The granddaddy of all disaster movies—THE HIGH AND THE MIGHTY—holds a special place in the history of film music and the Academy Awards. Based on Ernest K. Gann’s novel, the film follows passengers aboard an airplane in distress from Hawaii to San Francisco. The film is basically a multi-character soap opera in the sky, with John Wayne at the helm. Considering some of the disaster films since, as well as some real-life disasters, the film is pretty tame by today’s standards. But it’s still a lot of fun, thanks in no small part to Dimitri Tiomkin‘s rousing, Oscar-winning score accompanying the plane into the wild blue yonder.
As Christopher Palmer wrote in his biography of Tiomkin, the films opens “like a curtain being majestically swept back.” Composer Christopher Young states in a documentary about Tiomkin on the DVD release of the film, “Up comes the main title and [Tiomkin’s] not tip-toeing around here. Right from the get-go, you know you’re dealing with a composer who’s not afraid to contribute something. He gets right down to business and says it in a very concise, direct manner.”
Tiomkin said he was looking for something in the main theme that had a spiritual or religious quality to it, amplified by the addition of a wordless female chorus later in the film. The theme was based on a piece he had written in the 1930s but never used. Both of the theme’s instrumental recordings that were released as singles–one by Les Baxter and another by Leroy Holmes–became hits, and the theme spent 17 weeks in the Top Ten.
The theme became the subject of a court case accusing Tiomkin of plagiarism. He won the case chiefly by virtue of the testimony of Dr. Sigmund Spaeth, the self-styled “Tune Detective”. Spaeth argued that there was nothing new under the sun when it came to component units of a melodic line. Spaeth was renowned for his exposition of the origins of “Yes, We Have No Bananas” as a combination of “My Bonnie Lies Over the Ocean,” The Bohemian Girl, and Handel’s Messiah. He applied the same treatment to Tiomkin’s theme, revealing its roots in the works of the great classical composers.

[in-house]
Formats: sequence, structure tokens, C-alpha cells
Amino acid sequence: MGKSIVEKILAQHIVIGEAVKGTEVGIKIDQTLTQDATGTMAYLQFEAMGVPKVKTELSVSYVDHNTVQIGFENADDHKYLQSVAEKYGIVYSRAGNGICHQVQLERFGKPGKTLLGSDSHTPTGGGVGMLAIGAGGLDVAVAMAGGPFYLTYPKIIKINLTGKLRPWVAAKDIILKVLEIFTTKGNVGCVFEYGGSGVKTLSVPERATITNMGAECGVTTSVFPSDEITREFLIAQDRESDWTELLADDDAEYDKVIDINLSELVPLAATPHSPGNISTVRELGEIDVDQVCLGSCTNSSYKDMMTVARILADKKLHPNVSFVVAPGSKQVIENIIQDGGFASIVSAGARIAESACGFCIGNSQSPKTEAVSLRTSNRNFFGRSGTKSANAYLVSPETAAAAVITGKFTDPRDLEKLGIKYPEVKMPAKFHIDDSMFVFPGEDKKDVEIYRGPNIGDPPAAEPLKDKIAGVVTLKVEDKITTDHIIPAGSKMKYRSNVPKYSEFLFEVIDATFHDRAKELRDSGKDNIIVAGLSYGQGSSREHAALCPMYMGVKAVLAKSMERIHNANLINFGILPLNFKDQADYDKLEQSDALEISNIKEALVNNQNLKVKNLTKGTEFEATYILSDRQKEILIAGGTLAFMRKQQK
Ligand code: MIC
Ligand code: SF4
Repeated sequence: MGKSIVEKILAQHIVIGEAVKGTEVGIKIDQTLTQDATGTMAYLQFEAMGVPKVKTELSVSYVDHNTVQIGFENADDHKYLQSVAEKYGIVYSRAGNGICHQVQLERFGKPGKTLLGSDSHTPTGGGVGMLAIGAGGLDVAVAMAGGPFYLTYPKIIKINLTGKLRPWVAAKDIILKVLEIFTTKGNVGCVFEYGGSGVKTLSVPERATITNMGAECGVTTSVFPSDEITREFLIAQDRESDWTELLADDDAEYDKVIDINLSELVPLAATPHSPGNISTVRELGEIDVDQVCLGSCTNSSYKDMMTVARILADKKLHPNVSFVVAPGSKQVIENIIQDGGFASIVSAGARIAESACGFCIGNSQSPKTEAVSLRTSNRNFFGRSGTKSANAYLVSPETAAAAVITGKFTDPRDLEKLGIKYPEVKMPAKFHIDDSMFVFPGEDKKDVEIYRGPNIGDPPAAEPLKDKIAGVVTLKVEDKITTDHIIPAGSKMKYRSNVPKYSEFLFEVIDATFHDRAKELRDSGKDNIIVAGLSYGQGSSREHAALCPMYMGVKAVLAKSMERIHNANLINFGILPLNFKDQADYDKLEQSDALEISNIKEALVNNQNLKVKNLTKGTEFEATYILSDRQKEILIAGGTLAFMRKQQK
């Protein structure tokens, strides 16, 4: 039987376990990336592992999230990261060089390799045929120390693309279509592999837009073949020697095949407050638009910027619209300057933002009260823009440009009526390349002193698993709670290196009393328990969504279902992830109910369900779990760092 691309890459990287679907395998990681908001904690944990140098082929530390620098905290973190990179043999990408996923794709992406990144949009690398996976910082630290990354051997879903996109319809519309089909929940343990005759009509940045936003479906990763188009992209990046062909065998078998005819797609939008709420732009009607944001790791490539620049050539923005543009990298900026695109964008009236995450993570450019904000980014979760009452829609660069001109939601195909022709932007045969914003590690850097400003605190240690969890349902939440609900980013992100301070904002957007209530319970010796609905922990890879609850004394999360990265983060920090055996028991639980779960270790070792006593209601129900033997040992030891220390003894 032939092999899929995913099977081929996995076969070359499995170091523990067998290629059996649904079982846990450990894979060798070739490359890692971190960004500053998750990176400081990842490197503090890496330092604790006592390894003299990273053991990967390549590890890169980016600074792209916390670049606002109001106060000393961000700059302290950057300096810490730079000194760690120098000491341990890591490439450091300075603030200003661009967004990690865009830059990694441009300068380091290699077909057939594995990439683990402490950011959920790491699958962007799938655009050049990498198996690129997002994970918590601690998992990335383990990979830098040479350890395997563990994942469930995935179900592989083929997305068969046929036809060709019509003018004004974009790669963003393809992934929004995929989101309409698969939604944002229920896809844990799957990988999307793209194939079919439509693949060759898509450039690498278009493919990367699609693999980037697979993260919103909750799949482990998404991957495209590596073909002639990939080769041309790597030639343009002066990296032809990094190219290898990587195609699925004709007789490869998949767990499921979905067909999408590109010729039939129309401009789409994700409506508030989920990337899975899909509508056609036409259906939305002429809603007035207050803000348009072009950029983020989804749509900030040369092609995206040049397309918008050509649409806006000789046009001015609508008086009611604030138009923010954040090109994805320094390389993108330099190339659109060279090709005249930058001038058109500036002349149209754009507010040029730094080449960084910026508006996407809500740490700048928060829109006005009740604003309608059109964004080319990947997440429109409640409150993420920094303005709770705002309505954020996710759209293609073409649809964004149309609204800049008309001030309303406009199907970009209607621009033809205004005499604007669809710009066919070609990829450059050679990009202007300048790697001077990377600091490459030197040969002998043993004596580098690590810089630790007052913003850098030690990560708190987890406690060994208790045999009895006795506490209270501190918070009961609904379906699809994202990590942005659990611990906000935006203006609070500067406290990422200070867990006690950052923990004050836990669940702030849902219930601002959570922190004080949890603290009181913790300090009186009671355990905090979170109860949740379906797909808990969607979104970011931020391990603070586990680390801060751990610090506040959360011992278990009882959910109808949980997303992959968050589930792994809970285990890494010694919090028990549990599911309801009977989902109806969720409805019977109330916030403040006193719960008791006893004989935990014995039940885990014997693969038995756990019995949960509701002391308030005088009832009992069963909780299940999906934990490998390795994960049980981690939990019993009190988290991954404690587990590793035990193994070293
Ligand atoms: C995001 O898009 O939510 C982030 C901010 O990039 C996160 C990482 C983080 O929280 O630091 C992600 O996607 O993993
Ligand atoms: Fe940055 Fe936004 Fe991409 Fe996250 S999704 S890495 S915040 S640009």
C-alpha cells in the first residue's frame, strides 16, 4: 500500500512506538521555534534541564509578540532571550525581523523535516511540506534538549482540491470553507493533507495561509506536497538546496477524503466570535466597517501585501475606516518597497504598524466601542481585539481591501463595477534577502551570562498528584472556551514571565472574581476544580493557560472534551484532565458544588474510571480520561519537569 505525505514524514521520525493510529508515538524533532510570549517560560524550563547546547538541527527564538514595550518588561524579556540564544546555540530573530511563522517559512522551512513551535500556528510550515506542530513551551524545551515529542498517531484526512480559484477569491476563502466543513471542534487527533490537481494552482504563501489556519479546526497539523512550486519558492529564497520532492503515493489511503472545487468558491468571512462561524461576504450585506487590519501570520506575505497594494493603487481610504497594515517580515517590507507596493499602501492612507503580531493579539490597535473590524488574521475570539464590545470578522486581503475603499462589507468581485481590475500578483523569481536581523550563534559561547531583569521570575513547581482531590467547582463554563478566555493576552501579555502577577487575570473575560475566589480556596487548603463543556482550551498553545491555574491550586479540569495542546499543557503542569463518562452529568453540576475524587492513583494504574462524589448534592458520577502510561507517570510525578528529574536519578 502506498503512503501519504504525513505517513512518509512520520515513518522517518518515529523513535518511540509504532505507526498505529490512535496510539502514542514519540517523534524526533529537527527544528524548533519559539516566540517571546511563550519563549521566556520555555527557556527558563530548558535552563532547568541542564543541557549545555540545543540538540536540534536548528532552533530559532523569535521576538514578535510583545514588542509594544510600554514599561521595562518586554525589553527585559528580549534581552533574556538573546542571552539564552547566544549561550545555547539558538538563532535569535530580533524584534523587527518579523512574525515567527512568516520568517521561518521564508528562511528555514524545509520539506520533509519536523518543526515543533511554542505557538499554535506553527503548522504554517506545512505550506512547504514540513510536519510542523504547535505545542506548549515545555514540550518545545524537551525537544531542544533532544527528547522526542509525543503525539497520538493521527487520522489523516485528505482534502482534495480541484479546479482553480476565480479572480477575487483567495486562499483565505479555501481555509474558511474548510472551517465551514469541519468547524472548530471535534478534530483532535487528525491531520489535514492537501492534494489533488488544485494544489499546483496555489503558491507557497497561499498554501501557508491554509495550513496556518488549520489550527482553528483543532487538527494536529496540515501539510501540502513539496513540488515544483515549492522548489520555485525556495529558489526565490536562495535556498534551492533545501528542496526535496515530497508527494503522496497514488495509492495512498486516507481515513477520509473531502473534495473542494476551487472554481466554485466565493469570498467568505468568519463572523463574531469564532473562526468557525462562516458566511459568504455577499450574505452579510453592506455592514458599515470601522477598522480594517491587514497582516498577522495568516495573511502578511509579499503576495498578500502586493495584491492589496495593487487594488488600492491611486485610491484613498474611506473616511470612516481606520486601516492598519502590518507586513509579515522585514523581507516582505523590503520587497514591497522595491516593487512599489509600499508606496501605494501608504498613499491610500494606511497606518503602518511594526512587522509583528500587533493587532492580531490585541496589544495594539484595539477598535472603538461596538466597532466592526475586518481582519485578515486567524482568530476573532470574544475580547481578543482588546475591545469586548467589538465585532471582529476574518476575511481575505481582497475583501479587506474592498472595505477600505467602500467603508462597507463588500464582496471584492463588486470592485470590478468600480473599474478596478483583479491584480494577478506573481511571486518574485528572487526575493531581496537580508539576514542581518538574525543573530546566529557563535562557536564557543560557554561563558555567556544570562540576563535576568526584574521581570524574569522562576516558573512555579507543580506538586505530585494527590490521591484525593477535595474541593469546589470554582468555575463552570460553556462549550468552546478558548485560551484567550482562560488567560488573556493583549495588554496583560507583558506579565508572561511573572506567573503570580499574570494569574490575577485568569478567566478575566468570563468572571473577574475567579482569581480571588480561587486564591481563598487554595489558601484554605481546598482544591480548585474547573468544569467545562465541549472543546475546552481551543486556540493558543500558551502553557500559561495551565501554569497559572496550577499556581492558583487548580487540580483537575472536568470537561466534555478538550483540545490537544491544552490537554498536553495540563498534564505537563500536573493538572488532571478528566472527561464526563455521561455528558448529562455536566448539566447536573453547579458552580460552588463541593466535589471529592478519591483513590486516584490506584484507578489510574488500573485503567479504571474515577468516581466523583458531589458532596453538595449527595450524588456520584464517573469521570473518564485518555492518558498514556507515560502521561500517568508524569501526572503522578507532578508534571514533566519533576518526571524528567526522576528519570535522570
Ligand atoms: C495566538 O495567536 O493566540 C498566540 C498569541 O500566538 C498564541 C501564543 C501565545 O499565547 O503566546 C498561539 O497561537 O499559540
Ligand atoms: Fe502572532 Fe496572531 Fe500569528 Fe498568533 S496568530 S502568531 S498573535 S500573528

There was also a vocal version, with lyrics by Ned Washington, which was submitted for a Best Song nomination. But since it was never sung in the film, it was deemed ineligible. Once the Academy made its ruling, the studio cut the song back into the picture and released that version in Los Angeles for one week in December 1954 to qualify it for its nomination.
The theme and song were so popular that director William Wellman and Tiomkin overdubbed John Wayne’s whistling in the film with the tune. The studio capitalized on this in Oscar consideration ads with the phrase “the tune that got America whistling again.”
But there is more to the score than just the main theme. A memorable melody for the strings accompanies the shots of the plane in flight. A gentle melody on solo violin represents the innocence of the boy who sleeps through all the terror onboard. Typical of his music, a lot of Tiomkin’s action cues meander along without any clear destination. But here his brash style helps push our passengers and crew melodramatically on to safety.
One particular over-the-top scene is Mr. Joseph’s (Phil Harris) description of his disastrous Hawaii trip. In this cue, Tiomkin mickey-mouses the action and employs famous classical music quotes (mainly Rossini’s The Barber of Seville) for comic effect. This could have come across as a cheap shot but the flashback is so ridiculous that the music actually helps underscore the absurdity of the events happening onscreen.
The film goes out with a bang during the choral finale, as the plane finally touches the runway safely, and the quasi-Baroque style “Jubilo” as the passengers disembark.
The film is legendary in film music circles and in Academy Award history for Tiomkin’s historic acceptance speech:
Ladies and gentlemen, because I am working in this town for twenty-five years, I like to make some kind of appreciation to very important factor which makes me successful and adds to quality of this town. I like to thank Johannes Brahms, Johann Strauss, Richard Strauss, Richard Wagner… Beethoven, Rimsky-Korsakov…
Fellow nominee Franz Waxman (for THE SILVER CHALICE) was so appalled that he criticized Tiomkin following the speech. Tiomkin listened patiently and said, “I don’t know why you’re so annoyed, Franz. I don’t hear any influences of these great composers in your music.” What could Waxman say? He just walked away.
My personal choice for the Oscar that year would have been Leonard Bernstein’s biting and beautiful score for ON THE WATERFRONT. Actually I would have preferred Larry Adler’s charming harmonica/piano score for GENEVIEVE or Waxman’s work as well. Still, nothing was going to beat that hit tune. Tiomkin is a polarizing composer, and THE HIGH AND THE MIGHTY illustrates his compositional pros and cons with memorable, sweeping bombast.
By the way, Bob Hope’s prediction did not come true. Tiomkin stepped up to the Oscar podium one more time, picking up his fourth Academy Award in 1958 for his score to THE OLD MAN AND THE SEA.